User Profile

Jacob T.

Joined 7 months, 3 weeks ago

This link opens in a pop-up window

Sparks (2023, Oxford University Press, Incorporated) 5 stars


5 stars

A frank look into the long-term, and ongoing rewriting of history by the CCP, as well as the brave few who manage to continue to document and catalog the past as a time capsule for future generations.

Amazing how one of the largest man-made mass deaths is little known, and almost never studied in Western history. This book opens more questions than it answers, but helpfully comes with a guide for where to go next to learn more.

Not particularly cheery, but there is a glimmer of hope that shines throughout.

HECO: Fully Homomorphic Encryption Compiler (2023, Arxiv) 4 stars

In recent years, Fully Homomorphic Encryption (FHE) has undergone several breakthroughs and advancements, leading to …

An improvement in usability

4 stars

This paper covers a compiler for more traditional imperative code to be converted to optimized (and batched) FHE operations via the SEAL library. The frontend is Python, which is then converted to multiple simplification and optimization passes in the CPP MLIR.

Both synthetic/toy examples and more real-world applications are created in pure imperative implementations (that require non-performant emulation steps), compiled with HECO, and built with FHE optimizations manually. The HECO performance is close to the hand-optimized in most scenarios, even edging it out in a few.

Hopefully the spread of this tool will help FHE reach the masses.

Machine learning has progressed significantly in various applications ranging from face recognition to text generation. …

Less plausible than Adversarial Reprogramming

3 stars

This paper covers a highly-effective (85%+) hijack attack where training data is tainted by an adversary, and then the model can be cajoled into performing other types of tasks. While this work is a steep closer to a more general-type of attack, the model is less plausible than inference-time attacks popularized in the Adversarial Reprogramming literature.

Deep neural networks are susceptible to \emph{adversarial} attacks. In computer vision, well-crafted perturbations to images …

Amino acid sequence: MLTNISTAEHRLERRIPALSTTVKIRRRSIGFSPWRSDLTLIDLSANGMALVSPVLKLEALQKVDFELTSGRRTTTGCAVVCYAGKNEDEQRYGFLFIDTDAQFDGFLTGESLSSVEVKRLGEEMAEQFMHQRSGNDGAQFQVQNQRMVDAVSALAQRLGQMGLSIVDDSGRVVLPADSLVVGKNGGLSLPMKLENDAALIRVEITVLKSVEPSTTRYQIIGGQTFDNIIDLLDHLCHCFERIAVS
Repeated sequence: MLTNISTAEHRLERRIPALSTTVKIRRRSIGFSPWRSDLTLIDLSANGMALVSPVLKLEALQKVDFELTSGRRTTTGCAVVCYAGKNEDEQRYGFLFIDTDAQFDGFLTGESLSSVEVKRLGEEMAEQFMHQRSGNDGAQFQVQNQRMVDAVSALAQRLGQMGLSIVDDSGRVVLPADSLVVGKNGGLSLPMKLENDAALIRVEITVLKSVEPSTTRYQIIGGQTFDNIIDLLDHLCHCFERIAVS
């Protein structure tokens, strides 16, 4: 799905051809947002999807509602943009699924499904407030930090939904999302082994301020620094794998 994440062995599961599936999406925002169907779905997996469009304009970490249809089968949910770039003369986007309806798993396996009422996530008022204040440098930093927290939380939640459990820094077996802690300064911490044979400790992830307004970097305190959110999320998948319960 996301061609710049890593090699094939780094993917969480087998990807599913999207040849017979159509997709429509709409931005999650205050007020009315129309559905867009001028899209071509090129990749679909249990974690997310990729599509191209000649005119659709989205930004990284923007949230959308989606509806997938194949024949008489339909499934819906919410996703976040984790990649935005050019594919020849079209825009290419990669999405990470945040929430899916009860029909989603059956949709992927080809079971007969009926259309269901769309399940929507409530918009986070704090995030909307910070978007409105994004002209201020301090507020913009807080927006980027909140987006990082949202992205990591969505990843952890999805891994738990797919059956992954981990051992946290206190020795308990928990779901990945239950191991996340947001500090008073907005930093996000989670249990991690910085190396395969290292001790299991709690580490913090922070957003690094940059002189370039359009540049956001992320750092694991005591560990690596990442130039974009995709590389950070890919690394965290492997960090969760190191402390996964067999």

The first "RCE" against ML that I came across

5 stars

I have sent this paper to a number of people over the years from when it first came out, I am surprised there is less attention to this type of attack, despite being a white-box model. This is the first class of attack that lets the attacker reprogram an image classification model to perform an attacker-determined task (e.g., turning an image classifier into a counter task).

Reviewing this paper 5 years after its release, it still stands up, and I see there is a small field of work in this lineage that includes similar attacks against NLP classifiers. I would count this paper as the starting point for this class of attack, which is an impressive and high-impact field.

Short Message Service (SMS) remains one of the most popular communication channels since its introduction …

An improvement over the state-of-the-art with real-world consequences

3 stars

While silent SMSes have been used by authorities for quite some time to geolocate cell-phones, this work puts a less powerful capability into the hands of anyone. By training a ML model on the RTT from sending a silent SMS to phones in different [known] locations, a temporal map of the GSM network can be made to later classify RTTs when targeting a victim phone and approximate their location to country/region.

Without cooperation of the cell infrastructure it's pretty coarse-grained, but still a scary way to figure out where a target of interest is without alerting them.

Machine learning has progressed significantly in various applications ranging from face recognition to text generation. …

Surprising that what is essentially a RCE in an ML model attack has gotten so little attention. Looks like a nice continuation from the image classification attacks.

The enshittification of the internet follows a predictable trajectory: first, platforms are good to their …

Very timely

5 stars

In this talk, covers the basic premise of enshittification, how the internet giants have lobbied to change the rules that let them get big to stifle competition, and finally, what can be done about it.

I only recently was made aware of the term enshittification, but had seen the decay of online platforms hasten, be it Twitter, FB, Reddit, Google, etc. The term and "play book" was helpful to draw connections between the behaviors on disparate sites.

I am slightly less hopeful than the author about reversing the course on some of these, but I guess there's something to be said about me posting this review on a distributed, federated service not part of big tech.

Overall a great talk, wake up call, and pointer to some hopeful directions.